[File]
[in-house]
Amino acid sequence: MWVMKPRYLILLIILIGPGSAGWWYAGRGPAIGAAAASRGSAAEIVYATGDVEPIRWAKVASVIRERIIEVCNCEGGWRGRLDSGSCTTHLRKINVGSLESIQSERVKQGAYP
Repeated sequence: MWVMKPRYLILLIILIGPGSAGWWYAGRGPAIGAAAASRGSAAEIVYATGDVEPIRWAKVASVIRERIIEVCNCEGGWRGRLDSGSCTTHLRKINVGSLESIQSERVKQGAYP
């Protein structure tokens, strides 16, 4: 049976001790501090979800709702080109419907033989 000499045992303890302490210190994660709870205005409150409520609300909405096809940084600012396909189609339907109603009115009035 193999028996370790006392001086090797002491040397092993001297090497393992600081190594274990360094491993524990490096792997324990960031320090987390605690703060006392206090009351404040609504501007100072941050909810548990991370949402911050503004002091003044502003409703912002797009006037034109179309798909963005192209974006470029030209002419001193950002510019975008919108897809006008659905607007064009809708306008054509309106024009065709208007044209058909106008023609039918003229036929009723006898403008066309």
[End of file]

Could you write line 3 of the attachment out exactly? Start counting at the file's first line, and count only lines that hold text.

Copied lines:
Repeated sequence: MWVMKPRYLILLIILIGPGSAGWWYAGRGPAIGAAAASRGSAAEIVYATGDVEPIRWAKVASVIRERIIEVCNCEGGWRGRLDSGSCTTHLRKINVGSLESIQSERVKQGAYP